There are many reasons why having multiple email addresses can be useful, although it does mean more passwords to remember, more logins to lose track of etc. unless you use a password manager to keep track of them.
First of all, many people have separate business and personal email addresses as using one email address for both could be very confusing. If you work or volunteer for multiple organisations then you may have multiple ‘work’ email addresses.
Your personal email address is probably used for communicating with family, friends, colleagues and numerous people you don’t really know but have some dealings with.
Plus, it’s probably used for social media accounts, online shopping, financial transactions and a myriad of other purposes.
Your personal email address is also a security measure – if you forget your password on a website then it will have a ‘click for forgotten password’ link as people frequently forget passwords and the website will send a message to your email address that lets you create a new password.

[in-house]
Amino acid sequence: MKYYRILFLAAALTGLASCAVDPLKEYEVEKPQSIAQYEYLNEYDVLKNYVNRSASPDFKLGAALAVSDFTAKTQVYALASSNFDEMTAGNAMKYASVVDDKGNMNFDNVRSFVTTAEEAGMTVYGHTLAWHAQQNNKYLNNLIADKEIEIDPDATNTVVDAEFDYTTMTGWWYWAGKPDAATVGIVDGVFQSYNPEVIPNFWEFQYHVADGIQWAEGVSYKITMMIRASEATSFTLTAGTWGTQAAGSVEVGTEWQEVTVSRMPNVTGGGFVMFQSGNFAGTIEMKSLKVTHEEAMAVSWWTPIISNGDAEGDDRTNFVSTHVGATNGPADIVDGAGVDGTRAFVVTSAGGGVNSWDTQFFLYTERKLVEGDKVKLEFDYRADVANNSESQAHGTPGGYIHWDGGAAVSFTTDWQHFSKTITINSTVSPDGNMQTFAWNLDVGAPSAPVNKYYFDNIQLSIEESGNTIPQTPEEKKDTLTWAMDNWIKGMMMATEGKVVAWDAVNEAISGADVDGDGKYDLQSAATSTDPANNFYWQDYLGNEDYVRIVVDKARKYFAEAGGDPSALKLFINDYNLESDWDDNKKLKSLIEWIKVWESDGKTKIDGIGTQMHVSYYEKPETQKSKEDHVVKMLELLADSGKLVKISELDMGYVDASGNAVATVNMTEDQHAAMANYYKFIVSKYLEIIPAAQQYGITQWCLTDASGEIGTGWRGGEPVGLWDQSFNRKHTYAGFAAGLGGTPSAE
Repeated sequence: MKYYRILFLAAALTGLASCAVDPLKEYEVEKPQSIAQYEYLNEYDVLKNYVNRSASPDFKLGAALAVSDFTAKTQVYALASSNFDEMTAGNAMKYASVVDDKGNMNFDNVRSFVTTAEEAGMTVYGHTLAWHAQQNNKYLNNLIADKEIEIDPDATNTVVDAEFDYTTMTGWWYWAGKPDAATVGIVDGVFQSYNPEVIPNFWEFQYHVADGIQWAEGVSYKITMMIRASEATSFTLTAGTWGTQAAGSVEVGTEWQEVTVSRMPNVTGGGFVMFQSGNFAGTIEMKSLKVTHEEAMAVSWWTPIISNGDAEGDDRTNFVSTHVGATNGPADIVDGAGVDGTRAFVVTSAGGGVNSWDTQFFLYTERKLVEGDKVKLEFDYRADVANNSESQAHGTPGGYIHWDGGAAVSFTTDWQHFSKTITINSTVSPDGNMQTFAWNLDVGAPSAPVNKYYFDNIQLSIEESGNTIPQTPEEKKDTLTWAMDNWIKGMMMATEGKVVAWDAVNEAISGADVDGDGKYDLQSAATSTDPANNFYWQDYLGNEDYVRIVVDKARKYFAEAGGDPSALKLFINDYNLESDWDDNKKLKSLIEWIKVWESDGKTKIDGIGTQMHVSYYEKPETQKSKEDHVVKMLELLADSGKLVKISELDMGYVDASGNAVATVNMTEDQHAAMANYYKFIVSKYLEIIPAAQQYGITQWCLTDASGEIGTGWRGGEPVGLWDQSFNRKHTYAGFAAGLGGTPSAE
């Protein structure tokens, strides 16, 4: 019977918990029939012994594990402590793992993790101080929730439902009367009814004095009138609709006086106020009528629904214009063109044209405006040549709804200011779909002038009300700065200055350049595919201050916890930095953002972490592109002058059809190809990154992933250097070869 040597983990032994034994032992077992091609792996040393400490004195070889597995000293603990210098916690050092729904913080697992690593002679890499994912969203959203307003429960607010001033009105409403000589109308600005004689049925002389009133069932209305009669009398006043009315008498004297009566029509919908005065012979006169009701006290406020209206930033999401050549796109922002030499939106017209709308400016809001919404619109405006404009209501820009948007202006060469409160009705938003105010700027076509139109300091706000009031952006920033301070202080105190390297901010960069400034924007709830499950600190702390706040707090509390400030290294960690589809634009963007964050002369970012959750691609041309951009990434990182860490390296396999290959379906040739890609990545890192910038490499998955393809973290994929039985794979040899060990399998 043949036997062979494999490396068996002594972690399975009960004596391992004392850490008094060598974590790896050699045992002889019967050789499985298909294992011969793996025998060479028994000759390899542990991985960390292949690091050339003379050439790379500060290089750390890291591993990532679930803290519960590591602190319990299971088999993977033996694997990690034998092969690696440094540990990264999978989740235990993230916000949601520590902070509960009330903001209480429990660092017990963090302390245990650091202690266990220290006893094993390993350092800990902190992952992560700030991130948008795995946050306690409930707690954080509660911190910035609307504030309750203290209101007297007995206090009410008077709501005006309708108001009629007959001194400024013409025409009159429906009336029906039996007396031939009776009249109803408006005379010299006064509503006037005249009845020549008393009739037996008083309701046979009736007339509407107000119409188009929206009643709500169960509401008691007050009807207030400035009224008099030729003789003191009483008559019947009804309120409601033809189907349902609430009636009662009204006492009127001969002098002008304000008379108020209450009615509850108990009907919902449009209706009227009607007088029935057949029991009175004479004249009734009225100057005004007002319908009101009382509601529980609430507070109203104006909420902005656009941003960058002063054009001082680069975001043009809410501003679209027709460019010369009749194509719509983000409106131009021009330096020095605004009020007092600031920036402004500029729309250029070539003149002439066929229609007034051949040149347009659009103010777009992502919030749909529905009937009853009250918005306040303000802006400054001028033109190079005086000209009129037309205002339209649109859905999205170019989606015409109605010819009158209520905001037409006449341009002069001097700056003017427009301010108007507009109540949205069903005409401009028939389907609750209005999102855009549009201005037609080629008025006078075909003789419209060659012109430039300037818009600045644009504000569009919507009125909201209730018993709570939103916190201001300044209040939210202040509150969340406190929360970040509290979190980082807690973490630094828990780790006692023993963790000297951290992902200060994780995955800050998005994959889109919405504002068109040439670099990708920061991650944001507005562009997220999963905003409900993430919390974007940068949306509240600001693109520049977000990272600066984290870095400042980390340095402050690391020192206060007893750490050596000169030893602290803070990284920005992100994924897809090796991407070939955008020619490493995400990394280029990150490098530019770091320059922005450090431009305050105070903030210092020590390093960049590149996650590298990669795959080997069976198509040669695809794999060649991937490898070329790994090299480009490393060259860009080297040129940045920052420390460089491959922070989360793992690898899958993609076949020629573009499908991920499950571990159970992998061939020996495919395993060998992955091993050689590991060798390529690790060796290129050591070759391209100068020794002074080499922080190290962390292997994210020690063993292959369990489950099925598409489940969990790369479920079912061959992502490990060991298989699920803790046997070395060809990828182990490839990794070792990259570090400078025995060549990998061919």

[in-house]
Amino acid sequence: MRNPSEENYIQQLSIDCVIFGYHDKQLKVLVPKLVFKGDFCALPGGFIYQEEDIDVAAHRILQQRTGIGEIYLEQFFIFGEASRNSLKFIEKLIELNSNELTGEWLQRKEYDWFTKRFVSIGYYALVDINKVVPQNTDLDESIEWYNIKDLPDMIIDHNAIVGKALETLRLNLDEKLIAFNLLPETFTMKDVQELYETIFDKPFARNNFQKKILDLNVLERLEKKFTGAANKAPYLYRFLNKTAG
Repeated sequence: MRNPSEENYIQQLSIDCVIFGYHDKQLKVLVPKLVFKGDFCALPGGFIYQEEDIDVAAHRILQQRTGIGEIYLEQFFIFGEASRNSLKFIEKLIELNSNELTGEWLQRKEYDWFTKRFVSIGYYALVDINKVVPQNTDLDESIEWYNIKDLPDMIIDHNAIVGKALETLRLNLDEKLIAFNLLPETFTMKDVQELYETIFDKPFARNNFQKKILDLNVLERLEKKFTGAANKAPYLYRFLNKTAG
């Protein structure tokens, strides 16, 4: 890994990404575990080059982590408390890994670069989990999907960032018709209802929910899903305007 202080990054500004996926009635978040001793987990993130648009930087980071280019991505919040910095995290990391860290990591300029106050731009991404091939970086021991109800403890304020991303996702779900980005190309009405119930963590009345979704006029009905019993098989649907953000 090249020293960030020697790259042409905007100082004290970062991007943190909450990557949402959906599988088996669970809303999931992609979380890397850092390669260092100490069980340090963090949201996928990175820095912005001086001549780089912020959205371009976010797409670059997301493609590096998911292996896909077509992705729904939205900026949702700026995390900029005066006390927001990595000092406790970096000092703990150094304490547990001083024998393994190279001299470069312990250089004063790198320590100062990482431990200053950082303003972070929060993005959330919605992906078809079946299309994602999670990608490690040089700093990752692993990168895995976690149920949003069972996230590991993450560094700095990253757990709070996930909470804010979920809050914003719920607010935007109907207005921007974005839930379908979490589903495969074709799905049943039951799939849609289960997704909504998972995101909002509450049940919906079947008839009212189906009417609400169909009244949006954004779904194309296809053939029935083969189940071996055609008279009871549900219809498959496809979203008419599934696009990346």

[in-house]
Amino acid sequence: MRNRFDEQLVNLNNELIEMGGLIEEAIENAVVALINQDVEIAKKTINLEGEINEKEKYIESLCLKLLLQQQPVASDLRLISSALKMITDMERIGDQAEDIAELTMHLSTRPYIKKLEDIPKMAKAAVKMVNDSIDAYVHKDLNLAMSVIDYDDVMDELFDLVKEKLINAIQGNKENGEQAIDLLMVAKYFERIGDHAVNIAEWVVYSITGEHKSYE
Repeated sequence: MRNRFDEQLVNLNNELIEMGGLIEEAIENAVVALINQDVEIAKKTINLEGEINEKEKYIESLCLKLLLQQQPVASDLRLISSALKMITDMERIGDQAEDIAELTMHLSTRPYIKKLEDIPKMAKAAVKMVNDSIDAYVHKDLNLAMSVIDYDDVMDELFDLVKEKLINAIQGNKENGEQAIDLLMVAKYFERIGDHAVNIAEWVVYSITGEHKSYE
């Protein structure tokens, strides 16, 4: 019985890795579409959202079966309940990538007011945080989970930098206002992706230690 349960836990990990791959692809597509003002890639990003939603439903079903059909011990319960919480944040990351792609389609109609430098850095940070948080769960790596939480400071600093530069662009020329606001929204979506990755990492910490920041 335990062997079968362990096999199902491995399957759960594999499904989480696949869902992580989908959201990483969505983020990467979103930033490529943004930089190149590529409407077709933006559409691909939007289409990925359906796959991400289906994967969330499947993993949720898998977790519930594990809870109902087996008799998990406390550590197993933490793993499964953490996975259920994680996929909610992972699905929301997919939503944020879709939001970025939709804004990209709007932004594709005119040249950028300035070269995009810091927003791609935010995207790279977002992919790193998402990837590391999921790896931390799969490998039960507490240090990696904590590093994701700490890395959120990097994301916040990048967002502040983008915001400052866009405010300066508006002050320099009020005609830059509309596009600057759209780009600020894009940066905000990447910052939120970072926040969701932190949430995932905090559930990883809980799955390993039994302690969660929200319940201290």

This means that if a criminal gets hold of your email password (guessing them is easy for a high percentage of people) then she can change your passwords on multiple websites where you have an account and that can even become identity theft where the criminal can take out loans in your name etc. and you have the difficult task of proving your innocence.
Using one personal email address for financial activities, shopping online, social media, email etc. means only one login and password to worry about but also means that if that one email address and password is gained by scammers then you lose control of all of those things in one go.
You can create one email address for each website etc. but perhaps a more practical answer is to have one email address per type of use e.g. one for purely personal use and one for anything financial and one for social media usage and one for anything else.
People use multiple email addresses for such as:
- An address for each business
- Each financial activity – banks, credit cards, loan companies etc.
- Social media
- Registering on sites you suspect may spam you
- Registering for downloads where you don’t want to be contacted afterwards
- Signing up on any site that will send you Marketing messages
If you have any experiences with these scams do let me know, by email.